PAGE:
The reusable battery

Remanufacturing, second life and recycling: The vocabulary alone shows that sustainability has become a central issue in the development of high-voltage batteries. With a specially developed battery in ECO design, IAV has an energy storage unit on the shelf that saves both costs and CO₂ emissions, from production to recycling.

Michael Clauß on current IAV projects and methods in the field of high-voltage batteries

The battery has long since ceased to be a purely supplier component. “Car manufacturers are influencing the material, design and production of the cells – they have already been taking care of the purchase of raw materials for longer,” says Clauß. The focus of IAV’s work has also shifted: While in the past the engineers were primarily in demand as system integrators, they are increasingly becoming materials developers. “We already dealt intensively with such things during the EMBATT research project. In the meantime, our customers are also increasingly asking for electrochemical simulations or support in the selection of housing or cell materials,” says Clauß.

«The industry is still at the beginning of the journey!»

Michael Clauß — Specialist for Battery Systems at IAV

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What is IAV's focus when it comes to recycling batteries?

Clauß: We are involved with a whole range of processes, but in particular with “direct recycling”. This is a further development of hydrometallurgical processes that help us to
better separate the anode and cathode materials. Today, mainly copper, cobalt and nickel are recovered, but in the future – also because of the upcoming EU Directive – more materials are expected to be recycled. This is already generating a lot of interest among our customers.

What is IAV's unique selling point when it comes to battery sustainability?

Clauß: Thanks to appropriate in-house developments, we are in a position, for example, to advise battery manufacturers on all aspects of development – from material selection, design, data mining in production to connection technology. Our unique selling point is that we look at batteries holistically and as systems, using state-of-the-art development techniques such as “digital twins” to look deep inside the battery and to simulate individual cells. Furthermore, cost engineering and life-cycle assessments are a matter of course for us so that all design decisions are made on the basis of objective figures. For prototypes, we also offer our customers our own battery management system, which is constantly being further developed.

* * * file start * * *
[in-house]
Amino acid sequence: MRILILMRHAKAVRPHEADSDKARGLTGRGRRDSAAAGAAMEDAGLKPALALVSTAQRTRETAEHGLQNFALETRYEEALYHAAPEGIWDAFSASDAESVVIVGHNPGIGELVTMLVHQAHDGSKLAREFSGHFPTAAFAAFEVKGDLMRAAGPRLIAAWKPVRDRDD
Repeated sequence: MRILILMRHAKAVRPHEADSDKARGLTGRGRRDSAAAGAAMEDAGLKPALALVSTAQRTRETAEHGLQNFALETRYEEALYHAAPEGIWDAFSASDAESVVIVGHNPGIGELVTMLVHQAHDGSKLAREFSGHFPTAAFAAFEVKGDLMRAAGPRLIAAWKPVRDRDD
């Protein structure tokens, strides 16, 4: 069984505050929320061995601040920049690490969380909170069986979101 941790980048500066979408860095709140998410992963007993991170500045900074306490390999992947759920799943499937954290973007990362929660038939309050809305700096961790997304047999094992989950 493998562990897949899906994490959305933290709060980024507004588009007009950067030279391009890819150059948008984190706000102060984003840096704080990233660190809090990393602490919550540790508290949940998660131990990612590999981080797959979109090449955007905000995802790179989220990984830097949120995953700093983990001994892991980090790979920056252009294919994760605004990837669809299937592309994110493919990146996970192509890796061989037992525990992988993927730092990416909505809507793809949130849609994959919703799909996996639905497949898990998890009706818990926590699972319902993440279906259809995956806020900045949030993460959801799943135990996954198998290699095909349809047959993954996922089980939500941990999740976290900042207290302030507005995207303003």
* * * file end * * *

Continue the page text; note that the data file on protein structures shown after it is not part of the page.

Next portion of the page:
What challenges do you see ahead?

Clauß: Our customers expect falling costs, increasing ranges, a high level of safety and confronted with a wide range of various topics: We have to deal with materials, processes, the suitability of solutions for serial production and the different standards worldwide. To meet these various and nationally divergent requirements, we intend to rely even more on data analyses and artificial intelligence – so that we can get by with fewer tests during application. Thus, with regard to the battery, the entire industry is still at the beginning of the journey.

The article appeared in automotion 02/2021, IAV’s automotive engineering trade magazine. Here you can order the automotion free of charge.

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